The Swifts Are Screaming

Above the house, the swifts are screaming.

Can you hear them, Clarice?

We are bogged down by time and heat and lethargy.

I’m thinking of an old poem of mine, Dog Days, written under the sledgehammer of a July, noon-day sun:

who can deny /the sapping sun/at its highest point /lording over /our genuflecting /straw gods

We are all genuflecting, lowering our weary, supine brows. It’s been a hell of a long summer, and we’ve not yet reached July. Who could have foreseen this, who prepared? Not we little men, we average Joes and Josephines.

Not tonight, you-know-who.

Tomorrow is more of the same, that has been foreseen, but nothing lasts forever, nothing lasts at all, and storms are due to hit the day after that.

And then we batten down. Straw Gods and rush men.

Children of the corn. Drinking in the rain.

Storm Lore And Sundry

I’m getting old.

Yesterday, a clap of thunder woke me in the garden. The last thing I’d known was that I’d been reading a book in the shade. Looking up, I could see that there were clouds up there, obscuring part of what was otherwise a bright blue sky.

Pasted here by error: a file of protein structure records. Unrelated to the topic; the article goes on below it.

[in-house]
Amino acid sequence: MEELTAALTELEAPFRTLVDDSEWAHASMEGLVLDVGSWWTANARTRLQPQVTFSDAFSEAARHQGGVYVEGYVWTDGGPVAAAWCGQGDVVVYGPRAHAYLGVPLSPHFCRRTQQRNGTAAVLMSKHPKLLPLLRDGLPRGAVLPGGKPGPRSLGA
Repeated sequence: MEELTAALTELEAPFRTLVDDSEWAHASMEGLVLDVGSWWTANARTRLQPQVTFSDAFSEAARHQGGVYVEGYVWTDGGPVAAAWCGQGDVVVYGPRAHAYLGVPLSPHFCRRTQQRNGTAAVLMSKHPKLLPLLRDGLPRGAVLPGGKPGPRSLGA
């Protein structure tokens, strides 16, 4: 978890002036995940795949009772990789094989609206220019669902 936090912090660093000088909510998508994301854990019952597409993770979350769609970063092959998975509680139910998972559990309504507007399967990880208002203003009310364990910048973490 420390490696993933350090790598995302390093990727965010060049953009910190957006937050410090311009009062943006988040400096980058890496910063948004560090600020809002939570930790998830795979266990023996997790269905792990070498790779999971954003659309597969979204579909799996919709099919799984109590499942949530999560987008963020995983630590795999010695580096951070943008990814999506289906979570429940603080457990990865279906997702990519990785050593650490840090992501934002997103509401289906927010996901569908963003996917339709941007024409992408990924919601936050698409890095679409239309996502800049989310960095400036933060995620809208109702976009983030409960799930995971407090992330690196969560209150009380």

But they were white clouds, empty of rain. The few rounds of thunder was the only anomaly to that warm afternoon.

Later, I heard that there’d been flooding in Altrincham and Rochdale which is, what, ten minutes away from here? They had been besieged by downpours while we hadn’t had a single raindrop.

This afternoon, however, we got the full works: thunder, lightning and torrential rain.

I do love a good thunderstorm, and consider it a waste if one should occur in daylight hours.

I’d never been afraid of storms, even as a child, though I know many people are. I can recall my brother and I, back in the seventies, going around to my grandparents’ house and asking my Gran if we could play that game again.

“What game?” she asked.

“The one where we all sit beneath the table.”

The previous week there’d been such a storm, and my Gran, susceptible to omens of doom and taking no chances, would hide beneath the dining table until it passed. Taking us with her for company.

I wonder now if she’d ever heard of that old custom of leaving both the front and back door open, so that any lightning or thunderbolt would pass through the house. I think she’d probably have seen that as tantamount to making an invitation. And, even if she did indulge in such a practice, she’d of course have to cover up all mirrors and shiny objects that were known to attract lightning.

If you should be caught outdoors in a storm, it was vital to know your tree lore, such as:

Beware of an oak

It draws the stroke

Avoid an ash

It courts the flash

Creep under the thorn

It can save you from harm

I think we’d be best off staying indoors, though, covered mirrors, open doors or not.